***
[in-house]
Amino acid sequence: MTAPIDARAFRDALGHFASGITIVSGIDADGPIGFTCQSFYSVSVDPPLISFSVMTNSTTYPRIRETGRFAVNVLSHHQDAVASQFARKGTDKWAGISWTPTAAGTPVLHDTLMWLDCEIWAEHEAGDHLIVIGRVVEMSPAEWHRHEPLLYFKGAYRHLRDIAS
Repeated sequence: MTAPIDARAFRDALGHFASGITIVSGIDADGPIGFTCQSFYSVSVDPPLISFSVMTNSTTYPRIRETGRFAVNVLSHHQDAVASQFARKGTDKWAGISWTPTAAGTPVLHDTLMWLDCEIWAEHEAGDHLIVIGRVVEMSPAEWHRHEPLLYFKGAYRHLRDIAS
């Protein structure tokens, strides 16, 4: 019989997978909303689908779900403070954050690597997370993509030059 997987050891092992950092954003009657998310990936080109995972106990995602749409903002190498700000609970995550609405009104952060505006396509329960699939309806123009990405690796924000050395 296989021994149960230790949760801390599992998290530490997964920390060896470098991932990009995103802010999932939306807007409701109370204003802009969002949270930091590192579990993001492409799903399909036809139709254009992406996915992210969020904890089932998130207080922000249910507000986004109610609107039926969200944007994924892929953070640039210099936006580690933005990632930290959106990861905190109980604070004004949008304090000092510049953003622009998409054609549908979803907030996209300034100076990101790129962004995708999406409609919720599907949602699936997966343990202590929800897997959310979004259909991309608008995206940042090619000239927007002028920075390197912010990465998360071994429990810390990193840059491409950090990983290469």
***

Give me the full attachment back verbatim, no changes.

[in-house]
Amino acid sequence: MTAPIDARAFRDALGHFASGITIVSGIDADGPIGFTCQSFYSVSVDPPLISFSVMTNSTTYPRIRETGRFAVNVLSHHQDAVASQFARKGTDKWAGISWTPTAAGTPVLHDTLMWLDCEIWAEHEAGDHLIVIGRVVEMSPAEWHRHEPLLYFKGAYRHLRDIAS
Repeated sequence: MTAPIDARAFRDALGHFASGITIVSGIDADGPIGFTCQSFYSVSVDPPLISFSVMTNSTTYPRIRETGRFAVNVLSHHQDAVASQFARKGTDKWAGISWTPTAAGTPVLHDTLMWLDCEIWAEHEAGDHLIVIGRVVEMSPAEWHRHEPLLYFKGAYRHLRDIAS
């Protein structure tokens, strides 16, 4: 019989997978909303689908779900403070954050690597997370993509030059 997987050891092992950092954003009657998310990936080109995972106990995602749409903002190498700000609970995550609405009104952060505006396509329960699939309806123009990405690796924000050395 296989021994149960230790949760801390599992998290530490997964920390060896470098991932990009995103802010999932939306807007409701109370204003802009969002949270930091590192579990993001492409799903399909036809139709254009992406996915992210969020904890089932998130207080922000249910507000986004109610609107039926969200944007994924892929953070640039210099936006580690933005990632930290959106990861905190109980604070004004949008304090000092510049953003622009998409054609549908979803907030996209300034100076990101790129962004995708999406409609919720599907949602699936997966343990202590929800897997959310979004259909991309608008995206940042090619000239927007002028920075390197912010990465998360071994429990810390990193840059491409950090990983290469």